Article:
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Achilles Tendon Rupture is a serious injury which needs to be diagnosed and treated as soon as possible. The Achilles tendon joins the heel bone to the calf muscles and its function is to flex the foot at the ankle. If the Achilles tendon is torn, the tear may be either partial or complete. In a partial tear, the tendon is partly torn but still joined to the calf muscle. With complete tears, the tendon is completely torn so that the connection between the calf muscles and the heel bone is lost.

Ruptures occur through a sudden contraction of the calf muscle and is commonly linked with racquet sports (Squash, Badminton, Tennis) but can occur as a result of a fall or stumble. It can occur at any age but is most common in people between the ages of 30 and 50.


  • Any muscle or tendon in the body can be torn if there is excessive stress placed on it.
  • High impact sports, football, running, basketball, diving and tennis.
  • Falls forcing the foot upwards and stretching & tearing the tendon.
  • A deep cut in the tendon.
  • Long-term use of Corticosteroids.
  • Steroid injections near Achilles tendon.
  • Cushing’s syndrome.
  • A weak Achilles tendon from a previous sprain.
  • Rheumatoid arthritis, gout and lupus.

Symptoms :-

  • Comes on suddenly during a sporting activity or injury.
  • You might hear a snap or feel a sudden sharp pain when the tendon is torn.
  • The sharp pain usually settles quickly, although there may be some aching at the back of the lower leg.
  • After the injury, the usual symptoms are :-
  • A flat-footed type of walk.
  • You can walk and bear weight but cannot push off the ground properly on the side where the tendon is ruptured.
  • Unable to stand on tiptoe. If the tendon is completely torn, you may feel a gap just above the back of the heel.
  • However, if there is bruising then the swelling may disguise the gap.

Diagnosis :-

Achilles tendon rupture is often misdiagnosed as a sprain, however an experienced Podiatrist will make a diagnosis from clinical examination and the history of the injury. A method known as the calf squeeze test may be used. The podiatrist will gently squeeze the muscle at the back of your leg and observe how the ankle moves (plantar flexion). This is an accurate test for Achilles Tendon Rupture.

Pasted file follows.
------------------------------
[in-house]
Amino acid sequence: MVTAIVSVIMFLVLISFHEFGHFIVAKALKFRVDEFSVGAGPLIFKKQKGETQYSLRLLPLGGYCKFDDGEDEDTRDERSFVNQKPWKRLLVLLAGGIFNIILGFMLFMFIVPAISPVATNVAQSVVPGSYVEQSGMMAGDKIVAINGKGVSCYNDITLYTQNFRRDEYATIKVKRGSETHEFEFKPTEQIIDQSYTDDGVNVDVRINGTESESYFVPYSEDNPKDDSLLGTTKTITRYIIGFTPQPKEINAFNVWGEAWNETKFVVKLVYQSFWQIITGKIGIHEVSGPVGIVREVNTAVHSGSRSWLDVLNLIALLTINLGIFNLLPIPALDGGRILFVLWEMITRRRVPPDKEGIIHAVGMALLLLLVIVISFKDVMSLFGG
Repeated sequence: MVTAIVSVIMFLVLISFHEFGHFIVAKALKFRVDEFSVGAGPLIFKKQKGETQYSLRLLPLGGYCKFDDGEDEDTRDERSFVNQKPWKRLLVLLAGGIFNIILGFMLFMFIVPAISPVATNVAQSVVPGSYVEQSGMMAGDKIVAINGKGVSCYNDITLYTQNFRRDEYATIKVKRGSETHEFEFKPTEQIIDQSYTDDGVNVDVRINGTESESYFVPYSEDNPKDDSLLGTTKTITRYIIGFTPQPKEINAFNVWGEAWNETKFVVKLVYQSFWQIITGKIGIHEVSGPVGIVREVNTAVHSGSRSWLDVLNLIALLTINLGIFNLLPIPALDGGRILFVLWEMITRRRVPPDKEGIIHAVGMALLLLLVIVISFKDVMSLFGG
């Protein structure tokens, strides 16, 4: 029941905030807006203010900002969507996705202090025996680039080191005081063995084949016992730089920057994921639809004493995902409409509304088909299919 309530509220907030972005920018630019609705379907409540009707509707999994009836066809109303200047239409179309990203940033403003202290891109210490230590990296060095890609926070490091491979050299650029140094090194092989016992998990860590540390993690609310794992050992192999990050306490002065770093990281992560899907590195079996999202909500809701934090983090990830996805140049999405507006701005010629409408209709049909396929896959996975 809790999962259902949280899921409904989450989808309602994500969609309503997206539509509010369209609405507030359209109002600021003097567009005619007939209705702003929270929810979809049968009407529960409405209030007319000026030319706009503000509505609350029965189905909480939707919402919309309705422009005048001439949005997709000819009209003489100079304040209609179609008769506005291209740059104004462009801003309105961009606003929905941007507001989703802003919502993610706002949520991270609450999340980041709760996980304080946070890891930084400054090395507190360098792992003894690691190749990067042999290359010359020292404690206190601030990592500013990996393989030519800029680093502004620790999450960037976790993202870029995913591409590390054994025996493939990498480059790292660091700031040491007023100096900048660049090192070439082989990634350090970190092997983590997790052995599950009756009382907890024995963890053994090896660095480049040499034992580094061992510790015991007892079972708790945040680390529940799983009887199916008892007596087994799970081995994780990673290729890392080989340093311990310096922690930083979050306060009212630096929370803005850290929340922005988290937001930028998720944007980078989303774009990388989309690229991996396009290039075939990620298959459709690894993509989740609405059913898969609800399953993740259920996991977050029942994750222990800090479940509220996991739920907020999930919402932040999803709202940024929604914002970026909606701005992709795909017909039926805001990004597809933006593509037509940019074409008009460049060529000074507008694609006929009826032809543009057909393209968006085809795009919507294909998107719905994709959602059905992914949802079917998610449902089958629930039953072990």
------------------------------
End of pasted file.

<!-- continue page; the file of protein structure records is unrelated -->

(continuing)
Treatment :-

Non-surgical management traditionally was selected for minor ruptures, less active patients, and those with medical conditions that prevent them from undergoing surgery.

Low level laser therapy is effective in reducing the pain and inflammation and will accelerate the healing and help prevent the formation of scar tissue. None operative treatment is associated with a higher re-rupture rate however this is less invasive and the patient is less likely to suffer side effects and complications than more invasive methods.

If conservative methods fail surgery may be required. The period of immobilisation after surgery is about eight weeks and it takes about six months to return to normal activity. Treatment involves wearing a plaster cast or brace (orthosis) for several weeks, and possibly having an operation. Recent studies have produced superior results with much more rapid rehabilitation in fixed or hinged boots.

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diagram of bursa
diagram of bursae

Bursitis is inflammation of the bursa which are small sacs of synovial fluid situated between the bones, tendons and joints. They act as buffers to protect these structures from friction and damage during movement. If a particular body part becomes injured or an infection has developed it can cause inflammation and pain of the affected bursa. The heels are often affected by bursitis.

There are three main types of Bursitis :-

Posterior Achilles tendon bursitis

Occurs mainly in young women who have Haglund’s deformity or ‘pump bumps’ but can develop in men. Walking in high heels or pumps that repeatedly press the soft tissue behind the heel against a stiff shoe counter can cause or aggravate this type pf bursitis.